The rain is still coming as California's typical rainy season is winding down, and rainfall totals show an above-average season for parts of the Bay Area, which is great news for mitigating the drought.

After last night's bit of rain, there is more to come on Friday and Saturday, with what might be the season's last atmospheric river storm. Rain is expected to begin in San Francisco around 6 am Friday, and it will continue into the evening, tapering off around midnight. Scattered thunderstorms are possible Saturday morning and afternoon, with the weather clearing by evening.

Up in Tahoe, they're expecting five to ten more inches of snow, but it won't be a blizzard like they saw earlier this month. The majority of the snow from this storm system is going to hit the Southern Sierra, as the Chronicle's meteorology team explains — and that's a good thing, because while the Northern Sierra currently sits at 116% of average with its snowpack, the Southern Sierra is still at 92%.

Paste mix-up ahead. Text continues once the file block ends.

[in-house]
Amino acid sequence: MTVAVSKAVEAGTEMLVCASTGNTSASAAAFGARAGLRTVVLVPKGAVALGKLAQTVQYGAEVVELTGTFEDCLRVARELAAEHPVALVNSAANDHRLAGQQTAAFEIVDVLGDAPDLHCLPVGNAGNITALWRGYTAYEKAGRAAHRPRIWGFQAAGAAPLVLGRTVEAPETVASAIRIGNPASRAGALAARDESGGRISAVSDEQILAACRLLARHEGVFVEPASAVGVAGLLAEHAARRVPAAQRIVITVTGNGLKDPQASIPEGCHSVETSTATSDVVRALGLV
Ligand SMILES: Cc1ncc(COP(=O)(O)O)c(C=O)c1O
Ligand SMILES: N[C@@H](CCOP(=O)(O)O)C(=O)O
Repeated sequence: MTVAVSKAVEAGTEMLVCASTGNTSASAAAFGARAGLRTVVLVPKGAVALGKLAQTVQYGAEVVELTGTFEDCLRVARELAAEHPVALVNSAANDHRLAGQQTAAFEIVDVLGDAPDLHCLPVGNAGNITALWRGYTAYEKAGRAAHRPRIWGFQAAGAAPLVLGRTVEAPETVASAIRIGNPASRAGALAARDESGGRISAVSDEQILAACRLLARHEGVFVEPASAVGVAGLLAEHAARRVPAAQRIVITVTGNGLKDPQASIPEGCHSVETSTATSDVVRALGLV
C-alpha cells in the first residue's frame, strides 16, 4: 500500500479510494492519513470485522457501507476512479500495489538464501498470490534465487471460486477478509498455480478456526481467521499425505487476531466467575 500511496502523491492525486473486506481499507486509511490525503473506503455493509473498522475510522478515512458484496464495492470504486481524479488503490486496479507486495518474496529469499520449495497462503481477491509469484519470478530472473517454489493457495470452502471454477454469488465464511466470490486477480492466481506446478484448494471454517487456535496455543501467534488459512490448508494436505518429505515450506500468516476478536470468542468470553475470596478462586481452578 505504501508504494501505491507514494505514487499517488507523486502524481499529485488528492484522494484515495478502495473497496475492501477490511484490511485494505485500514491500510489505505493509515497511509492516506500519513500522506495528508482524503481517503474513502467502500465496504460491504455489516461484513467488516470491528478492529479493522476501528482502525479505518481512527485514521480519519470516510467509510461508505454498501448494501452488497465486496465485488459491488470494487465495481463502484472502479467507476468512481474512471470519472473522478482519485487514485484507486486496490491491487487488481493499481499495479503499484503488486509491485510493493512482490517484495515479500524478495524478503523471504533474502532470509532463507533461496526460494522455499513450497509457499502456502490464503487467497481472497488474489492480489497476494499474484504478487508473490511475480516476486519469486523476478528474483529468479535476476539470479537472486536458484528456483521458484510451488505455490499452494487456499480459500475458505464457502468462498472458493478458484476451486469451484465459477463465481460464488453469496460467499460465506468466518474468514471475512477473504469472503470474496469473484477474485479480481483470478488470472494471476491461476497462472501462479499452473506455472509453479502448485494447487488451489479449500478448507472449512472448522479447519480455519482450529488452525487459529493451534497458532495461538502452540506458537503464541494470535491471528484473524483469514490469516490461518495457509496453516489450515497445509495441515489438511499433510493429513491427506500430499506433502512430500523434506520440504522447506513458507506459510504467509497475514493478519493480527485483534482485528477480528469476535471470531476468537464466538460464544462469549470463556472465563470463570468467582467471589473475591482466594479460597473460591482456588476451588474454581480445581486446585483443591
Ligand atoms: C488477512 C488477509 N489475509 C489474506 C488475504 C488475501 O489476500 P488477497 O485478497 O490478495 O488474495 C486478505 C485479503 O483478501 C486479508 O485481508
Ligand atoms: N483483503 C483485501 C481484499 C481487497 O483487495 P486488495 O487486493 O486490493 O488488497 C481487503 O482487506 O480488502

The New York Times' California Today column discusses this season's rain in the state, noting that SoCal was — as the El Nino pattern tends to do — hit the hardest with rainfall. Los Angeles has received 140% of its average annual rainfall so far this year, with more rain headed their way this weekend.

And the entire state could be in for more rain in April, which would not be strange. But the Times talks about the "end of the rainy season" being March 31, in terms of typical patterns of November-to-March rains.

Climate scientist Daniel Swain discussed California's rainy season in his recent "office hours" broadcast, saying that the "above average" snowpack in the Northern Sierra was notable because we are "in an era where 'average' is not too accurate a descriptor of what happens most of the time."

As for talking about future rainfall trends, "It'll be everything but the mean that matters," Swain added, explaining that mean trends become meaningless if California starts swinging between extremes from year to year.

Nonetheless, San Francisco has already basically seen all of the rain it usually gets for its "rain year," which goes from July 1 to June 30. As this chart shows us, Downtown San Francisco is at 113% of average for rainfall by March 27, with 22.73 inches so far, and at 99% of normal for the entire rain year.

Other places, though, like Sacramento are at 92% of average for this point in the year, and the figure for Oakland Airport is also low, at 86%, which could be attributable to the Bay's microclimates. San Jose is at 128% of average rainfall for this time of year.

Photo: Jeremy Bishop